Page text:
There is no evidence that slightly less winter sea ice than the average since 1979 has had any negative impact on polar bear health or survival: the difference is simply not biologically meaningful to Arctic animals.
NASA’s 23 March 2018 announcement regarding the Arctic sea ice maximum this year:
“Sea ice in the Arctic grew to its annual maximum extent last week, and joined 2015, 2016 and 2017 as the four lowest maximum extents on record, according to scientists at the NASA-supported National Snow and Ice Data Center (NSIDC) and NASA.”
Except, what they don’t tell you is that 2006 had almost the same extent as 2018 and 2006 wasn’t far behind according to the official, averaged data presented at NSIDC’s Arctic Sea Ice News & Analysis:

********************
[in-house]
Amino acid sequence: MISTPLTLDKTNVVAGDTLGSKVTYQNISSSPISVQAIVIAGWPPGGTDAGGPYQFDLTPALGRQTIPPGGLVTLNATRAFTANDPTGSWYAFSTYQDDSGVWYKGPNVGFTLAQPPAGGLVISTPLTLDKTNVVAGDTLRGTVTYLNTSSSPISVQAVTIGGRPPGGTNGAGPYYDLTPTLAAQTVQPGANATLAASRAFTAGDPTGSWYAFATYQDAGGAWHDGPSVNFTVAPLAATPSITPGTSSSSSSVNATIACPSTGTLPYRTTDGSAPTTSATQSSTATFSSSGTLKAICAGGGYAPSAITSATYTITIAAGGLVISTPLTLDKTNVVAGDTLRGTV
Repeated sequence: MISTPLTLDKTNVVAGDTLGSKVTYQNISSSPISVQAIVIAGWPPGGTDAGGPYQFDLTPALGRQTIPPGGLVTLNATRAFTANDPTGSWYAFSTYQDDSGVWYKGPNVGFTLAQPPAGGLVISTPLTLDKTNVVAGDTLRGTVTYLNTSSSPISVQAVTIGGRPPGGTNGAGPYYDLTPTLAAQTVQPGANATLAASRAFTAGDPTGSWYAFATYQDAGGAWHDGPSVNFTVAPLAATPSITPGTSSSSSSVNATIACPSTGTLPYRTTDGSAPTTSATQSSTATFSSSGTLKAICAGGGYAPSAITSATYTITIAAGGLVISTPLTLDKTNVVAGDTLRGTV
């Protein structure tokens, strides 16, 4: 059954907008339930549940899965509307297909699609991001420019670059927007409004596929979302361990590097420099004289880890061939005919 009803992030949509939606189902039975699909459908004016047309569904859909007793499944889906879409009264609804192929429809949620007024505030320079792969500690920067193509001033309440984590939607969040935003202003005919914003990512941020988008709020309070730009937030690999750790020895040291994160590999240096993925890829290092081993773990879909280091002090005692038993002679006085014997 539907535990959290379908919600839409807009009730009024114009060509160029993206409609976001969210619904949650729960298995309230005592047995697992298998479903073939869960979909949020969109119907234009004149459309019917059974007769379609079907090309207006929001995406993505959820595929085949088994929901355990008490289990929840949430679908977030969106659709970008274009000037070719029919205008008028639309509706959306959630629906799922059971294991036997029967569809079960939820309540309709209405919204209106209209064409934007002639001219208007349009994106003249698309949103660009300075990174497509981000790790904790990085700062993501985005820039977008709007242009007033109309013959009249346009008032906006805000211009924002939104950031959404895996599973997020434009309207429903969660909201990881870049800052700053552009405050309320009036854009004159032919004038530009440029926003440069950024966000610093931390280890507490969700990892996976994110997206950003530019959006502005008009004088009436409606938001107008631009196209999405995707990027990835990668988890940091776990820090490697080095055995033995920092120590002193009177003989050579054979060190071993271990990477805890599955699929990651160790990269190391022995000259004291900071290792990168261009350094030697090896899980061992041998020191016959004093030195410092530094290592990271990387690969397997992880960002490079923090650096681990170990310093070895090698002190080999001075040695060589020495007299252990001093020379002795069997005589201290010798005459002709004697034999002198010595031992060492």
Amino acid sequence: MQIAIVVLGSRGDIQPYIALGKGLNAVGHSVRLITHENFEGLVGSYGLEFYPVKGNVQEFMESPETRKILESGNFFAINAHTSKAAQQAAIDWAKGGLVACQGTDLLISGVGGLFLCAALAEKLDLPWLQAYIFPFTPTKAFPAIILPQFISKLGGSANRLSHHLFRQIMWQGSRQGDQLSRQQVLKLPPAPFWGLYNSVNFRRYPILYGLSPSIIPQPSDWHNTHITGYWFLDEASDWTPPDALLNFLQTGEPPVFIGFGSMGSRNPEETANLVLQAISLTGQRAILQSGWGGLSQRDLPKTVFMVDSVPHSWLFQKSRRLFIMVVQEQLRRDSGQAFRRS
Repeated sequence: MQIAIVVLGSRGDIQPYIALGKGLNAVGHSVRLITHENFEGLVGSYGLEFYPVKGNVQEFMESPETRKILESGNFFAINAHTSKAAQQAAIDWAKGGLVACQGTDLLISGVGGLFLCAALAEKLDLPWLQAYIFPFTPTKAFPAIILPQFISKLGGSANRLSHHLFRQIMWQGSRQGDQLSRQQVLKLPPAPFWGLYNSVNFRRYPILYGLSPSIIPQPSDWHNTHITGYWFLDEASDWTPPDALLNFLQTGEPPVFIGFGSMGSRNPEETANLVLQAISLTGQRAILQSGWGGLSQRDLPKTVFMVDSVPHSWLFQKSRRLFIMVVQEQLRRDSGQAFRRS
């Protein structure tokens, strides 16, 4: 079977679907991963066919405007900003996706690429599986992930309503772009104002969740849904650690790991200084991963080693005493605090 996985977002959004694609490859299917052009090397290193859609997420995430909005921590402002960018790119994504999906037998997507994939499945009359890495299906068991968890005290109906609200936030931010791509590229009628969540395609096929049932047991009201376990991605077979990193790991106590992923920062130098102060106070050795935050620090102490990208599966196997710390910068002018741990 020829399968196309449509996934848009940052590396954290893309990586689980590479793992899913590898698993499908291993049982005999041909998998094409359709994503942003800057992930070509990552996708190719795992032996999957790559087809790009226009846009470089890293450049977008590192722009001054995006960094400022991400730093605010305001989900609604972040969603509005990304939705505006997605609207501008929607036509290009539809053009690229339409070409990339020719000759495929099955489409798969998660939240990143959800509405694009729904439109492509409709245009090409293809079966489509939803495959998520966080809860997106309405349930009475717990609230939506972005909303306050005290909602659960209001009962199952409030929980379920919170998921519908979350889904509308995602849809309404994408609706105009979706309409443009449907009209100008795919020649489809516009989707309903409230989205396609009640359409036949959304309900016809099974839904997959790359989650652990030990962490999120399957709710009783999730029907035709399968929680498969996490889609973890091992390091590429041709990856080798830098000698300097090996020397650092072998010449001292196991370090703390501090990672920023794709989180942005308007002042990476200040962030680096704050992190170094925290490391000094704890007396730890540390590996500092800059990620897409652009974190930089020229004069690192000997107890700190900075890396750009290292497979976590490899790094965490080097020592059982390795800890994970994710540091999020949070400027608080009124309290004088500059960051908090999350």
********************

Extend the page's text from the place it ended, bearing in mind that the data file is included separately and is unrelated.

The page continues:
Current conditions at the winter maximum (at 17 March 2018, from NSIDC Masie, extent measured at 14.7 mkm2, using software able to discern more ice than used for the figures in Table 1), shown below:
Compare to the winter maximum (at 12 March 2006, from NSIDC Masie, measured at 14.6 mkm2), shown below (original here), where virtually all of the difference is in the extent of Bering Sea ice:
Keep in mind that the difference between the extent in 2018 and 2006 is 0.26 mkm2: about the size of New Zealand. In comparison, the total ice extent for 2018 was the size of Canada plus Greenland, Mexico, and Poland put together.
In other words, the differences in extent between these years are trivial and have had no discernable effect on the health or survival of polar bears (Crockford 2018): they are not biologically meaningful.